What benefits can Portuguese heritage expect from being a part of this network of itineraries? 

It is indisputable that being present in networks that enable the exchange of ideas, the development of common projects, and the joint promotion itself, is essential for two aspects: first, for the growth of each of the partners in these networks, and second, to project and give scale to the activities that are done. If we think about the fourteen European itineraries that are also in our country and the set of partners they have as a whole, as well as the cultural and heritage resources they involve, perhaps a large number of hundreds throughout the territory, we can get an idea of ​​the potential for projection of all these heritage sites through this vast network. On the other hand, because it is a demanding process, European accreditation, such as World Heritage or the European Heritage Label, confers international prestige. And this prestige opens the door to programs, facilitates access to candidacies, gives visibility to tourist and cultural promotion, requires greater investment in knowledge.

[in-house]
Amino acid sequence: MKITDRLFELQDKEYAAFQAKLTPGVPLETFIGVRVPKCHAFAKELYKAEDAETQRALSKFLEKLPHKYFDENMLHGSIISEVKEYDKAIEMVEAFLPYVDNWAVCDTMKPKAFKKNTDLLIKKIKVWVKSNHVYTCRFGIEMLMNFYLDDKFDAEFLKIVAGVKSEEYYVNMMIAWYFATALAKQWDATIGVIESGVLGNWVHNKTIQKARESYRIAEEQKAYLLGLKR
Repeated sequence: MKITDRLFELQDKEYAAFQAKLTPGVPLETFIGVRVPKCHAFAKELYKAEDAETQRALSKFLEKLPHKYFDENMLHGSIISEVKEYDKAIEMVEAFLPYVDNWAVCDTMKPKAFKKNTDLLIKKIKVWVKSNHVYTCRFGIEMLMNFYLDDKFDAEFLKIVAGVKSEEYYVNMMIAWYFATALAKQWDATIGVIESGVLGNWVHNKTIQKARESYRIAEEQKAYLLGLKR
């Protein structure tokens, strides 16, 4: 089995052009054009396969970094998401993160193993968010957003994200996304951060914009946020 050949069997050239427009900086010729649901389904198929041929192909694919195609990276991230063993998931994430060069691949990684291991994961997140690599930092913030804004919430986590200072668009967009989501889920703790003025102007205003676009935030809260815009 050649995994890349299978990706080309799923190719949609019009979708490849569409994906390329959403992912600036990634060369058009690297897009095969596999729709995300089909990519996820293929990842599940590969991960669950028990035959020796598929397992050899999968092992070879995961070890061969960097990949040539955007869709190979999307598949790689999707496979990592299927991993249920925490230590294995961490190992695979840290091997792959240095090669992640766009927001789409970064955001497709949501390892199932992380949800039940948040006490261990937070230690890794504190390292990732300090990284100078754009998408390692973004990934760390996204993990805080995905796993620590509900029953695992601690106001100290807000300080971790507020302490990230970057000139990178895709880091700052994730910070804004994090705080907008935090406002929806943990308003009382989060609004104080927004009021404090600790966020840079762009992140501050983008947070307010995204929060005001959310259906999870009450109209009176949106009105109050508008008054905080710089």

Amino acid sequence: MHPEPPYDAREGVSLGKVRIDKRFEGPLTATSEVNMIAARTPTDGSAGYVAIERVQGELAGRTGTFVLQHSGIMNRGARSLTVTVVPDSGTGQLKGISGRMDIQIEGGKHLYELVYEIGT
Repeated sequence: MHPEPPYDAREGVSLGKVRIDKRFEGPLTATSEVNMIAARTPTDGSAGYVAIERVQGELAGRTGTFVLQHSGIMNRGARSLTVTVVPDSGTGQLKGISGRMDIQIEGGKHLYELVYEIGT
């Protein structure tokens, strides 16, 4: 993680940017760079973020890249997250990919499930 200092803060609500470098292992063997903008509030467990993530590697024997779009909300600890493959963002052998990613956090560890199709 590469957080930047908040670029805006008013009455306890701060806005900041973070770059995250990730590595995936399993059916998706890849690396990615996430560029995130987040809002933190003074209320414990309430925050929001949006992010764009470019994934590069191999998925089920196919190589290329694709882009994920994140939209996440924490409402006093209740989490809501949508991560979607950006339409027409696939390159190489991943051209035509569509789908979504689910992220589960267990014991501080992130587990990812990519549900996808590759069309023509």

The "Council of Europe Cultural Itinerary" certification is a guarantee of excellence for a network that should include cooperation in research and development, the enhancement of European memory, history and heritage, educational and cultural exchanges aimed at young Europeans, culture contemporary arts and artistic practice, as well as cultural tourism and sustainable development. However, people still have little knowledge of these itineraries and what they have to offer. What measures are being taken to make this communication more “democratised” and inclusive?